Therapy sessions for Human Resources Directors? I think I’ve been doing them. And it’s the same Cri de Coeur ...
“They just pay lip service to people issues.”
“They’re so task-oriented.”
“They’re only focused on the short-term, and don’t see the long-term implications for people development.”
Sounds familiar? The same heartfelt statements also come from other ‘non-line’ functions such as Quality, Customer Services, and Corporate Communications.
If there is a solution, it’s located in exploring the relationship between us and ‘they’, and also considering exactly what it is ‘they’ need to be committed to. Here are four principles that can help.
1. Philosophy and Plumbing
It’s said that to change an organization you need both of the above. Even the most hard-nosed commercial types don’t disagree with the intrinsic philosophy of focusing on people. In fact I usually have to leave the conference room when they start talking about people being their greatest asset, as on hearing these vapid statements my body language might lose me a few clients!
The most difficult task is to turn the intangible into tangible ‘plumbing’: systems, processes, procedures, repeated actions that make the noble intentions come alive in the day-to-day workings of the organization. This is one of the areas where numbers are useful to people developers. How many hours a week, for instance, does the Marketing Director spend coaching his or her people? How many days of self-development he or she experience annually? How much time is spent on appraisals – and what proportion of that time is future-oriented as opposed to judging the past?
The trick is to answer the question ‘What is it I am committed to?’ I once spoke at a conference with a man sitting in front wearing a large badge saying ‘I like my dog more than most people’. He was being honest – few would admit to not giving a damn, but may need to be confronted with the gap between intentions and practice.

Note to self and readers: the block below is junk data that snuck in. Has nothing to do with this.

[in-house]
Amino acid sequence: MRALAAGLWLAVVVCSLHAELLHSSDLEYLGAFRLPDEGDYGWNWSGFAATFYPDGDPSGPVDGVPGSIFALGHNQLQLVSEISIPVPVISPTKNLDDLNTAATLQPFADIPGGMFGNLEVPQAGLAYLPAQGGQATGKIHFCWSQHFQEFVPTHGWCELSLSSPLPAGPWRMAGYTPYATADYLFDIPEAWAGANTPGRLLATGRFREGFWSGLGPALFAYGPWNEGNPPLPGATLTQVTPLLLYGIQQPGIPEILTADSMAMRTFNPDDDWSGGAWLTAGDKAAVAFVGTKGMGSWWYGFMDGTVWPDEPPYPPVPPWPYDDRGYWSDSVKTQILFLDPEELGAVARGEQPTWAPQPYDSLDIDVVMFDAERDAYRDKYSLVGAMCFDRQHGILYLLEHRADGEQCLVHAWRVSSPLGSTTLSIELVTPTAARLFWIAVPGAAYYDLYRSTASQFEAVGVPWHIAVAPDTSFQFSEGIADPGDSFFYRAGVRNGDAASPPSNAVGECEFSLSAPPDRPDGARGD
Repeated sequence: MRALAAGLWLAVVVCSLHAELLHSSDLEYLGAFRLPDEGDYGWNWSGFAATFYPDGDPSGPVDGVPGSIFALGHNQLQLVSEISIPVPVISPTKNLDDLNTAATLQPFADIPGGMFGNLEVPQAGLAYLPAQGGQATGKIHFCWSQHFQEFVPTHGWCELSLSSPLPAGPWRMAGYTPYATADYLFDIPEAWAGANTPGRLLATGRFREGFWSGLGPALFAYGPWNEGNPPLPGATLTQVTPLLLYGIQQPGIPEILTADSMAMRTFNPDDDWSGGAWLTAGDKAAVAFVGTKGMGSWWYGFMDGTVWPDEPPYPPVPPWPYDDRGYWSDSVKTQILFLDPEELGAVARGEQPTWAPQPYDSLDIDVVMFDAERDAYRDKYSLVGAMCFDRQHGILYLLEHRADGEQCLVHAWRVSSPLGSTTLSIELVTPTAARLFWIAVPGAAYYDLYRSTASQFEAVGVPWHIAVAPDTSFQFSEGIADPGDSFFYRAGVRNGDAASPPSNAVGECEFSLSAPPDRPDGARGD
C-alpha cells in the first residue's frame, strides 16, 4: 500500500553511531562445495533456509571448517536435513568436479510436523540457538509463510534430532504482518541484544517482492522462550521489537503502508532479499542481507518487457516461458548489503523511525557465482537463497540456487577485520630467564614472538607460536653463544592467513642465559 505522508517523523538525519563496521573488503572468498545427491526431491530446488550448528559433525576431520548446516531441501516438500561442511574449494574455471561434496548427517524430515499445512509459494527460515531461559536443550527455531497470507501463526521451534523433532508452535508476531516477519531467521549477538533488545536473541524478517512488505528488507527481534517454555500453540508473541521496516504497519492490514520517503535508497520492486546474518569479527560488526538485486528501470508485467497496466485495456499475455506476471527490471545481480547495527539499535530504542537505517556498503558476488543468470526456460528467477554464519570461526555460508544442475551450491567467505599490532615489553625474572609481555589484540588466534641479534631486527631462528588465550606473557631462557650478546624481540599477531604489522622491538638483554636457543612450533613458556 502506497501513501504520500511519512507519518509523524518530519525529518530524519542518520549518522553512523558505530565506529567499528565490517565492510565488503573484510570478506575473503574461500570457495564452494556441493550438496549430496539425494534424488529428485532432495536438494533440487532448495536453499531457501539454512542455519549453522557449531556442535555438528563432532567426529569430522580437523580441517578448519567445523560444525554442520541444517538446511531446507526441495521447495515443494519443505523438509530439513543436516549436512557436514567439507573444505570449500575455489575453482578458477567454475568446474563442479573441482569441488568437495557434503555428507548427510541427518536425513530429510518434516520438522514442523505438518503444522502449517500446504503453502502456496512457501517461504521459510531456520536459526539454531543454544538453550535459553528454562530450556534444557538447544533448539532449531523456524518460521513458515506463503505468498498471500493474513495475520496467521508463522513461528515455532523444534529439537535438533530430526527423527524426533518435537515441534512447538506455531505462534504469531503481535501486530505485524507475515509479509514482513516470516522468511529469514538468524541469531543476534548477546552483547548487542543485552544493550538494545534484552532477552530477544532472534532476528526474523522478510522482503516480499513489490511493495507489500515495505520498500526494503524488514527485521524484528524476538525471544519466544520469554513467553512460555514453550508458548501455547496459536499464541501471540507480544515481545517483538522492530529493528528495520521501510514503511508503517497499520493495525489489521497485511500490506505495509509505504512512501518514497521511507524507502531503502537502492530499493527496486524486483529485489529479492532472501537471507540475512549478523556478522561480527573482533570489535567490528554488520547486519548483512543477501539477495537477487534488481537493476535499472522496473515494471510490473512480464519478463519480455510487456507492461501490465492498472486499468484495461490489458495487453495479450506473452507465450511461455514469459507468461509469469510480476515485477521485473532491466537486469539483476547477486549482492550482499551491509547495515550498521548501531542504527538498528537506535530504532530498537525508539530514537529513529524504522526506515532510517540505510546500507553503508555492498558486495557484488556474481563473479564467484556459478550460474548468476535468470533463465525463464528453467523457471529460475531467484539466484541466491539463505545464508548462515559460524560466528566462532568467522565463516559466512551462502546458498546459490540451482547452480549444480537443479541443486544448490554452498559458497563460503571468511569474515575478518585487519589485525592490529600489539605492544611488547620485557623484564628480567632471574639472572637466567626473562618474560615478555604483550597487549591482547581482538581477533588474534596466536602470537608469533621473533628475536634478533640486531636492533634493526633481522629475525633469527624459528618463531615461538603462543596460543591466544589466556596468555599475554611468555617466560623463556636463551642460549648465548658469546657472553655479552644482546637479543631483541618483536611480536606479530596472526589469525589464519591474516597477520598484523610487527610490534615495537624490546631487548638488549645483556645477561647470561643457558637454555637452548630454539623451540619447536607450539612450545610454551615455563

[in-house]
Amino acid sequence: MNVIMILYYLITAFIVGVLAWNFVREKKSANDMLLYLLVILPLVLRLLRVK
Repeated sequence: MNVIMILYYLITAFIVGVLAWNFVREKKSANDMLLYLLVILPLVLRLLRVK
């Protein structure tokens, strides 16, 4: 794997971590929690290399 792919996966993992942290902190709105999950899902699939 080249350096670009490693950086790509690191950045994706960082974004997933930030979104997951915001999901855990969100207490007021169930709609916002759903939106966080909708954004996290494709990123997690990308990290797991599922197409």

2. Sorcery and Shibboleths
It’s been said that accountancy is not hard, except in the hands of professional accountants. The same may be said of Human Resources, and what can create this perception is divisive language. Language that marks you out as a different party or sect from those you are dealing with. This kind of language is called a shibboleth – a catch word.
Here are some catch words or phrases that indicate that someone is from the HR/Consultancy/People Development world:
- ‘There are some issues AROUND trust here.’ (About? Concerning? Related to?)
- ‘What are the behaviourS/learningS we want here?’ (The plural of sheep is sheep.)
- ‘Let’s SHARE with the group.’ (No thanks. I’m British and I’ll keep it to myself.)
Yes, I can be accused of pedantry here, but whether you agree with these examples or not I would recommend that you consider the telltale signs that make hairy, hands-on line people – or those who perceive themselves this way – keep their distance and reject the valuable knowledge you have. It might seem like small beer, but language is important.